Korean-American banks are starting to target customers beyond their core demographic, highlighting the broader importance of expanding reach to boost revenue.

Wilshire Bancorp, Hanmi Financial and BBCN Bancorp have been expanding operations with a goal of serving mainstream clients and other ethnic communities. Such efforts are worth watching because they could provide a blueprint for other niche-focused banks keen on improving the bottom-line in the face of low interest rates and other revenue challenges.

Executives at those Korean-American banks believe that their strategic shift is applicable to other institutions, regardless of whether the historic focus is based on ethnicity, geography or business mix.

"When you're focused on a particular customer sector, whether it's Korean-Americans or a certain town in the Midwest, you are limited in the ways you can grow," said C. G. Kum, Hanmi's president and chief executive. "You need different levers you can pull to grow, whether it is from a customer base or geography standpoint."

Serving Korean-Americans is "an attractive niche from a household wealth and business formation standpoint," said Aaron James Deer, an analyst at Sandler O'Neill, though the overall level of competition "puts some limitation on the rate of growth any one of these banks might be able to achieve organically if they stayed solely focused on that niche."

The market for targeting specific ethnic groups is "fairly mature," added Alexander Cappello, chairman and CEO of Cappello Capital.

As a result, a number of minority owned banks are looking to diversify, a trend that is particularly noticeable among Korean-American institutions.

The $6.9 billion-asset BBCN has been targeting non-Korean business owners in contiguous markets, including Armenians in the Los Angeles fashion district. BBCN also has a large base of commercial relationships with Dominican immigrants, who dominate the supermarket industry around New York City, said Kevin Kim, the Los Angeles company's chairman and CEO.

BBCN is specifically targeting non-Koreans in other areas, including the hospitality industry, supermarkets and other retailers and gas stations.

"BBCN is a relationship-focused bank, and we believe our people are our greatest assets," Kim said. "Our commercial lending teams comprise a strong group of bankers of various ethnic backgrounds and industry knowledge."

Wilshire, also in Los Angeles, already has "a lot of non-Korean customers," but is keen on gradually adding more products and customers, said Alex Ko, the $3.9 billion-asset company's chief financial officer. Wilshire agreed last week to buy Manhattan Bancorp's mortgage lending division, stating in its deal announcement that it should increase "exposure to non-ethnic markets" and generate cross-selling opportunities.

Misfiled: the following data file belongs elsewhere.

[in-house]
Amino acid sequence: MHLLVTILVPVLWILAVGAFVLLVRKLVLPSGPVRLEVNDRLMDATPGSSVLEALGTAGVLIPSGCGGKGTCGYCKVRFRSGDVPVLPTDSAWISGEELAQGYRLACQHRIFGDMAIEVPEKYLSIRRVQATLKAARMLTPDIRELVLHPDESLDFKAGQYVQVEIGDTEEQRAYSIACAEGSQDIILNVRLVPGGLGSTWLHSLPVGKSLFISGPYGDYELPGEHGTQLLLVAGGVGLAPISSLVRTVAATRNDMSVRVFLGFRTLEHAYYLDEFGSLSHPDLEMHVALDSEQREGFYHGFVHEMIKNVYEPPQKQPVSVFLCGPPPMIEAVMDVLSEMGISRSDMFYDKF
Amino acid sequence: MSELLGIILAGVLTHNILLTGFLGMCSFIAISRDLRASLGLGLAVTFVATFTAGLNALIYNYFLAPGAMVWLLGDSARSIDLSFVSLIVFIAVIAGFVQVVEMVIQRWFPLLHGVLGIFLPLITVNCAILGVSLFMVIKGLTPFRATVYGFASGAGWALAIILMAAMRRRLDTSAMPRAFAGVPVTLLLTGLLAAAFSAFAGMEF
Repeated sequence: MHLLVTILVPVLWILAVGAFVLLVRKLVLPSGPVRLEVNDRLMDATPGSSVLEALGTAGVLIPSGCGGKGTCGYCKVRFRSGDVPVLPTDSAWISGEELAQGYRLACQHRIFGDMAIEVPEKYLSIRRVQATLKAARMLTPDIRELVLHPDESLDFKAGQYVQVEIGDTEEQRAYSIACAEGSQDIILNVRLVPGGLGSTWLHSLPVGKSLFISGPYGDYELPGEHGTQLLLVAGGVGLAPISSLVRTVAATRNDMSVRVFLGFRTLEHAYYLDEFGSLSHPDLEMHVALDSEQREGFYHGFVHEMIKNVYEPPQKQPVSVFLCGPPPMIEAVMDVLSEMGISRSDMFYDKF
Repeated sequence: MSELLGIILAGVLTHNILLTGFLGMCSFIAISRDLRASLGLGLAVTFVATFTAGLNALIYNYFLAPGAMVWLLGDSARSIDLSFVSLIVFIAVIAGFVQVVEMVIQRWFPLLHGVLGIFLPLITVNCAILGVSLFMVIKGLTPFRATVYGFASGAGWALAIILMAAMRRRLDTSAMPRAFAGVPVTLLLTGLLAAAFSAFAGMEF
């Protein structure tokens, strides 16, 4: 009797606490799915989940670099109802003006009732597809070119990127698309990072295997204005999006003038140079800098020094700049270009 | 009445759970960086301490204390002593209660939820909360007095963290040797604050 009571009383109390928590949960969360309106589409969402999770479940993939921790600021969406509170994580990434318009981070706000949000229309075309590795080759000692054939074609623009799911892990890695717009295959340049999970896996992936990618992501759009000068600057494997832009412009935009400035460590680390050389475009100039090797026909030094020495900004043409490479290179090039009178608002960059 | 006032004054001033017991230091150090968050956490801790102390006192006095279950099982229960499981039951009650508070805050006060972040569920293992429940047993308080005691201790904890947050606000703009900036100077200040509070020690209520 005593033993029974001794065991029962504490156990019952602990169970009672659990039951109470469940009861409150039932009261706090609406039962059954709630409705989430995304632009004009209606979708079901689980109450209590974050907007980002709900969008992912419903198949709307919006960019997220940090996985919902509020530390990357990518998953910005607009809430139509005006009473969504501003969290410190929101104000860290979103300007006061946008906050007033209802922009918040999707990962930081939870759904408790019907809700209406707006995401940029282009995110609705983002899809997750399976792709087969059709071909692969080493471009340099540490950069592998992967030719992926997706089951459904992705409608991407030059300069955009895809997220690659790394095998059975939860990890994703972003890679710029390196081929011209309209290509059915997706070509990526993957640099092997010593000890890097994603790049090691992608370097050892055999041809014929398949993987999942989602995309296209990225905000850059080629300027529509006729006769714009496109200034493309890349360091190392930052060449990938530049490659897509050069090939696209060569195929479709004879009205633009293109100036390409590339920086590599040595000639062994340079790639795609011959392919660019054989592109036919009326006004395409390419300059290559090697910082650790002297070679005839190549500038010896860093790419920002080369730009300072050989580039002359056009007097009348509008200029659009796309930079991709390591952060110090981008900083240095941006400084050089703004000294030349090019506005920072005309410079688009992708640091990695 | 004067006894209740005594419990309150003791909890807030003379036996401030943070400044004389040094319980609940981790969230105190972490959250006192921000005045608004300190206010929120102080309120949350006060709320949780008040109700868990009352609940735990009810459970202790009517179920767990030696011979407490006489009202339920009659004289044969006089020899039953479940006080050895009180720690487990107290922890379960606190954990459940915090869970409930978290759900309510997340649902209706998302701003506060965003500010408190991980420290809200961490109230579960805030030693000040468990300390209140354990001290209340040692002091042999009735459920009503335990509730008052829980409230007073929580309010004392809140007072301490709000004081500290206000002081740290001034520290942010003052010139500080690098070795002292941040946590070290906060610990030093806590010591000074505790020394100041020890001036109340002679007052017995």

Wilshire also has a warehouse-lending business that serves non-Koreans, Ko said. Mortgages are mostly a "cookie-cutter" product that is very automated, so it doesn't require deep ties to a community to complete, Ko added.

"If we just have business with Korean-Americans, that would be very limited," Ko said. The mortgage deal "is a great opportunity for us to expand our customers beyond just Koreans."

Beyond improving the bottom line, Korean-American banks must be mindful of shifting demographics, industry experts said.

Younger Korean-Americans are becoming increasingly open to banking with more mainstream institutions, industry experts said. At the same time, big banks such as JPMorgan Chase, Bank of America and Wells Fargo are more than willing to target such consumers.

Asian-Americans are "pretty much integrated into U.S. culture and society, so as their communities and clientele change so do these banks," Cappello said. "It is a natural progression. You'll see more and more of these ethnic banks buying things that provide a valuable service or provide growth opportunities beyond just ethnicity."

"All ethnic banks are reaching beyond their historical customer base because of changes in immigration patterns," Kum said. Fewer Koreans are immigrating to the United States, compared to a decade ago, and those that are coming tend to be younger and have professional careers, he added.

Hanmi is "looking down the road to augment its core customer base," including last year's purchase of United Central Bank in Dallas, Kum said. United gave the $4.2 billion-asset company access to other desirable groups, including Chinese- and Vietnamese-Americans. It would have required more time and resources to make the move organically, he said.

Still, banks that serve a specific niche could have trouble tapping into more mainstream customers or other ethnic groups, industry experts said. One issue is the lack of a "built-in brand," said Gary Tenner, an analyst at D.A. Davidson, adding that "other banks may have a better brand to reach a broader customer base."

Wilshire has yet to run into issues with customers pigeonholing them as a niche player, Ko said. It helps that the company was founded more than 30 years ago by Jewish investors, he said.

Hanmi has worked to address any ethnic challenges by making sure its employees are familiar with the language and culture of groups they are trying to attract. Kum has also traveled to Texas to reach out to prospective customers, highlighting the personal service they would get switching to Hanmi. The company is also investing in technology to appeal to younger, second-generation immigrants.

"First and foremost, we are a Korean-American bank," Kum said. "I don't see that changing. But we will be additive to our core client base. Ultimately, as time passes, the distinction of being an ethnic bank will become fuzzier."

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